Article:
The heritability coefficients at individual plants level , average among families , and within families , were estimated using the following expressions:

where is the experimental error; is the phenotypic variance within families; is the harmonic average number of plants within plots.

The following variation coefficients were estimated: within families: ; environmental: ; genetic among families: ;phenotypic at plant level: ; phenotypic at average family level: ; experimental: ,where (MS= mean square).

The selection ratio and correlation due to the common environment of the plot were estimated as: and .

Correlation between traits

The correlation between traits was calculated based on FALCONER (1981). The analysis of covariance between families (COVP(x,y)) was estimated by:; where and are the mean product of families and environments, respectively. The addictive genetic covariance was calculated between x and y traits (COVA(x,y)) by: , and genetic correlations between traits were estimated using the equation: , where (COVA(x,y)) is the genetic covariance between x and y traits, and and are the genetic variances among families for x and y traits, respectively. Genetic covariances were estimated from the analysis of covariance using SAS software (SAS, 1999).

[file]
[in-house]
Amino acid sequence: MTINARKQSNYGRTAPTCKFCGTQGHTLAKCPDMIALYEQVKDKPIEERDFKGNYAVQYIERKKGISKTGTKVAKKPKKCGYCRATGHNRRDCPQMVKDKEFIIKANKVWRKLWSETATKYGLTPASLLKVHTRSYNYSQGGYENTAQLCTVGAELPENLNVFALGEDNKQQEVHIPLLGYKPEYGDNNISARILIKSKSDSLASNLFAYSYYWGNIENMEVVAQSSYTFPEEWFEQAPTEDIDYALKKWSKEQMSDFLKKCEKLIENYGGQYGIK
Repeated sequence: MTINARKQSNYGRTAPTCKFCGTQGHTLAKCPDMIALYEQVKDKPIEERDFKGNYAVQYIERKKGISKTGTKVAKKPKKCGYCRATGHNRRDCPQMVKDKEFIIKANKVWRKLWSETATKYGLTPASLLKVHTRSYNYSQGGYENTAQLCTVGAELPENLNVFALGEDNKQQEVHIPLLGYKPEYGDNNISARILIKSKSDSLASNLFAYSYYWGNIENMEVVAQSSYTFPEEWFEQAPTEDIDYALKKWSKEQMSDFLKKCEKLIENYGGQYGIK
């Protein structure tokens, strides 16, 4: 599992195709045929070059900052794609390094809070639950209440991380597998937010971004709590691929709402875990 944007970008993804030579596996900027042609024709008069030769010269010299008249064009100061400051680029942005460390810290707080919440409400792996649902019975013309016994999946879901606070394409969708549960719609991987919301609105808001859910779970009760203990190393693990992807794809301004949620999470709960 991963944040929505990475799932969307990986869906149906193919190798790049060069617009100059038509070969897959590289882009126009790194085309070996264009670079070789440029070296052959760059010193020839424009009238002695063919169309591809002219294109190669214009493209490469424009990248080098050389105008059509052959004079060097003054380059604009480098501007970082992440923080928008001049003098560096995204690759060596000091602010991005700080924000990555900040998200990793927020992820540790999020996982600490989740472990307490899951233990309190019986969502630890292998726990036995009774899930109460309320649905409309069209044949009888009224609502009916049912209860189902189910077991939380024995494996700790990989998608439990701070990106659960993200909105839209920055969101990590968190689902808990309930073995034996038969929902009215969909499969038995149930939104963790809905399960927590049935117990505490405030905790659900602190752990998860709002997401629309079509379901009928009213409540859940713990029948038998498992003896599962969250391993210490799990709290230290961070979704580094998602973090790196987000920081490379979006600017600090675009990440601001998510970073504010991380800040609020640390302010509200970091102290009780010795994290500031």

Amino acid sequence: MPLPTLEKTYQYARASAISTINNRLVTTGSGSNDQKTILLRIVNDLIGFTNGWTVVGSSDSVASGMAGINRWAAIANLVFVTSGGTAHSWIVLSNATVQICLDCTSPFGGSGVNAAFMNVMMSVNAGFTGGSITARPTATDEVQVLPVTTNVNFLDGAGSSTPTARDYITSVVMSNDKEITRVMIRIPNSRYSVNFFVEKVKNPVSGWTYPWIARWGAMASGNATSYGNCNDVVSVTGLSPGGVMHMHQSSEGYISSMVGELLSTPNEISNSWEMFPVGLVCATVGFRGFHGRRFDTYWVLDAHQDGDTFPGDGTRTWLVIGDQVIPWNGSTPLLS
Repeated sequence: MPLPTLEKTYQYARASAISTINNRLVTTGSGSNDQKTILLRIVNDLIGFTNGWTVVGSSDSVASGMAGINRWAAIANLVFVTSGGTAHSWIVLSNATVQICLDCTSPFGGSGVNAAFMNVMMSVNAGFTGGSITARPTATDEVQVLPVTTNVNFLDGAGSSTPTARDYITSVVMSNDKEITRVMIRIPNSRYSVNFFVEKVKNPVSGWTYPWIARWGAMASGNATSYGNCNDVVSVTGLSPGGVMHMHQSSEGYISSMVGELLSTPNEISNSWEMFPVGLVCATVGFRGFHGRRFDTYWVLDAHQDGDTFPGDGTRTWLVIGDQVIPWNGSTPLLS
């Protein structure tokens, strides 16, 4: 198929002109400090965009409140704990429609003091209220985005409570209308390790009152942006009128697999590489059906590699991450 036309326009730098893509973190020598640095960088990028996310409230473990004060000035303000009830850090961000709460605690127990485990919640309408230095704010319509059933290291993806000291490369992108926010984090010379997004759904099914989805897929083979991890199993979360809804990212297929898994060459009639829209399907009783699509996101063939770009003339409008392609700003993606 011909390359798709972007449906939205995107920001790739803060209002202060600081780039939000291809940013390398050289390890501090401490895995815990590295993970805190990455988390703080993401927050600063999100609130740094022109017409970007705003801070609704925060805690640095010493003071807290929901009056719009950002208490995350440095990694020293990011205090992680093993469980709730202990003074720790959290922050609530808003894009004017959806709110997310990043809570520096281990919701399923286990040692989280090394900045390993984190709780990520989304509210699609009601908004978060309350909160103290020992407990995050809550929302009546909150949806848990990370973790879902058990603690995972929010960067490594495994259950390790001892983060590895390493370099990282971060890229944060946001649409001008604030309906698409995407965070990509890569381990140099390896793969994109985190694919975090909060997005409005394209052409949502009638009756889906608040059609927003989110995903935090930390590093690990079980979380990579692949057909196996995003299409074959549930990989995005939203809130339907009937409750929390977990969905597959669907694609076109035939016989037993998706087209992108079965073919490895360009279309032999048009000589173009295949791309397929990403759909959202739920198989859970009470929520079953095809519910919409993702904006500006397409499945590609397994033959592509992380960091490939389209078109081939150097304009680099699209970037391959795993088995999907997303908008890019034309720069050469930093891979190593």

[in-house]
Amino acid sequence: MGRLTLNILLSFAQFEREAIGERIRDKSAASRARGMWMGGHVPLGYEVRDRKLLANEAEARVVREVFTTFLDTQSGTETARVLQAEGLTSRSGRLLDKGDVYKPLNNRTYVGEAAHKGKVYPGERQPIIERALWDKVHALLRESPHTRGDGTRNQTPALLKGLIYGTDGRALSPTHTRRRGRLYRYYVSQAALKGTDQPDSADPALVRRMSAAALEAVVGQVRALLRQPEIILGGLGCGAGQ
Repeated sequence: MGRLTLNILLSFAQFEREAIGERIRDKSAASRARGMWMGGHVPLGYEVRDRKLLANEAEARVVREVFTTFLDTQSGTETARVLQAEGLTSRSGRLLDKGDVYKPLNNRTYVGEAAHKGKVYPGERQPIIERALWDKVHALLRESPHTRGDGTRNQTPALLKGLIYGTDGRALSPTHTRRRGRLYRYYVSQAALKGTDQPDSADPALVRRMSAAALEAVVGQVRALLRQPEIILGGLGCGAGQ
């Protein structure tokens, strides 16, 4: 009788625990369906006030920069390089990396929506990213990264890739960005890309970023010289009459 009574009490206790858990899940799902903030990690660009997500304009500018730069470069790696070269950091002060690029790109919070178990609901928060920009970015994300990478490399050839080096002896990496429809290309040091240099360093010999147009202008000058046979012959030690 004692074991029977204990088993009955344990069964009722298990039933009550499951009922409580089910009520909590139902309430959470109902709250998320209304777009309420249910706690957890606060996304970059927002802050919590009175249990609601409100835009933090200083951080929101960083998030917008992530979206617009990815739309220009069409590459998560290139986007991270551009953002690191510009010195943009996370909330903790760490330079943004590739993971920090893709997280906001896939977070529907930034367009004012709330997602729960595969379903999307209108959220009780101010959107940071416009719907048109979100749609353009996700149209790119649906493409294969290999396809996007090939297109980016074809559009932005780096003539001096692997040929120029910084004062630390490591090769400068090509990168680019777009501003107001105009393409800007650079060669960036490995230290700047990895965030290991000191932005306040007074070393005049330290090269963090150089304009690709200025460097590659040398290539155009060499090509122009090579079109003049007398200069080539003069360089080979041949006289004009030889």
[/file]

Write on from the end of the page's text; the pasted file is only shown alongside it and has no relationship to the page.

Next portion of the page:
Selection gains

To estimate the expected gains from selection, the following expression was used: ; where is the average of phenotypic variance among families, is the phenotypic variance within families), is the additive genetic variance, k1 is the differential of selection in standard deviation unit among families (30%, with k1=1.16) and k2 is the differential of selection in standard deviation unit within families (10%, with k12= 1.54).



Variance analysis